The Bose Frames are not your average pair of sunglasses.
Just look to the maker, American audio equipment company Bose, and that should be a good enough clue: Yes, these sunnies also act as earphones.
I was sceptical about them at first. Do we really need a pair of sunglasses with tiny built-in speakers on the sides, or is this just one huge gimmick?
Two weeks into using these, however, and I was sold.
While I do not have the habit of carrying a pair of sunglasses everywhere I go, they were great to have while I was outdoors, whether at a picnic or lounging by the pool.
Pairing the frames to your mobile device is very easy. Just download the Bose Connect app and let Bluetooth do its thing.
Once paired, I did not experience any instances of sound dropping out.
The high quality of the sound really wowed me. It was surprisingly crisp and clear, even though my ears were not covered.
I listened to a playlist of intense movie orchestral soundtrack tunes one afternoon and I could hear every clang and chime of the different instruments, although there was little to no bass.
I listened to a full podcast episode as well and each speaker's voice came through distinctly.
Still, that is only if you are in a relatively quiet place.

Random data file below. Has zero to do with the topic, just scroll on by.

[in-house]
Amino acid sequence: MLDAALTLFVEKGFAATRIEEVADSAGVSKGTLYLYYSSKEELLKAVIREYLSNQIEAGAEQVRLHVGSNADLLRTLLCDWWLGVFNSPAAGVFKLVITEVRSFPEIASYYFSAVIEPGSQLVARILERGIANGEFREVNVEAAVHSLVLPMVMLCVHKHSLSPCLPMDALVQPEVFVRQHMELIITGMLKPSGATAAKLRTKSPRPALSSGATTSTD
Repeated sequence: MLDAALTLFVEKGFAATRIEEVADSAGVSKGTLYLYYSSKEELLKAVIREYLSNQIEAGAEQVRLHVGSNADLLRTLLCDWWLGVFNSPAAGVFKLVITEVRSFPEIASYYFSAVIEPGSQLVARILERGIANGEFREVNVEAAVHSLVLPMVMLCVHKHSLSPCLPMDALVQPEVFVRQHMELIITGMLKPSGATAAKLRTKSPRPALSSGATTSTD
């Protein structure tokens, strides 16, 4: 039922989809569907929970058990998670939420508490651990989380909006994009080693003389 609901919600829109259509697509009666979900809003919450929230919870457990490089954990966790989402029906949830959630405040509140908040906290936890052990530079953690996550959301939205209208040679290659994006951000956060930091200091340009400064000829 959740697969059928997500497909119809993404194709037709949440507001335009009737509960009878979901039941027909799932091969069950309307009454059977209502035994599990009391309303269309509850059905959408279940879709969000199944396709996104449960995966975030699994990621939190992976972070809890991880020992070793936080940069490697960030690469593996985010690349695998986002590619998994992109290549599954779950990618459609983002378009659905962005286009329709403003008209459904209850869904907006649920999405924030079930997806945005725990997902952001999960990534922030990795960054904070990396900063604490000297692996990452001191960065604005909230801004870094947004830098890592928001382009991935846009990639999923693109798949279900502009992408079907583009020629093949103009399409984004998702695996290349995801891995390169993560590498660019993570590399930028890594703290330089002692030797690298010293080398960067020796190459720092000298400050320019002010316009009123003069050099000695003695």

As the sunglasses do not use bone-conduction technology, walking along a busy street while wearing them means that you will hear every loud car honk and bicycle bell along with the music. But for a pedestrian crossing the road, that is probably a good thing.
The speakers are also great at channelling the sound to your ears only.
My friend stood right next to me and could not hear the music I was listening to at all, unless I cranked up the volume level to more than 85 per cent (which is probably too loud for your own good anyway).
According to Bose, the sound leakage is only about 1 per cent.
• Good quality sound
• Low sound leakage
• Frames cannot be adjusted to fit your face
• Material looks cheap
Battery life: 3.5/5
Value for money: 3/5
In terms of battery life, the frames can play around three hours of continuous music, which is more than enough for me on a day out.
Charging them is slow though - about two hours for a full charge, which can be done by connecting the frames with a specialised charging cable.
My main grievance with the Bose Frames is how cheap they look up close. The matte plastic material that they are made of looks, well, plastic.
A colleague even commented that the glasses look like the ones lining drugstore shelves.
The material was probably chosen for its light weight though, as the sunglasses weigh only 45g.
The glasses are also a bit too large for my face. I tested the Alto design, which comes with squarish lenses, and the sunnies would slide down my nose whenever I shook my head a little more vigorously than normal. There is an alternative Rondo design, which comes with retro round lenses, but I did not get to try them on.
The Alto glasses looked great on a male colleague though and, from afar, passed off as stylish.
Just upgrade the plastic material and these may be able to replace earphones for the outdoorsy sort.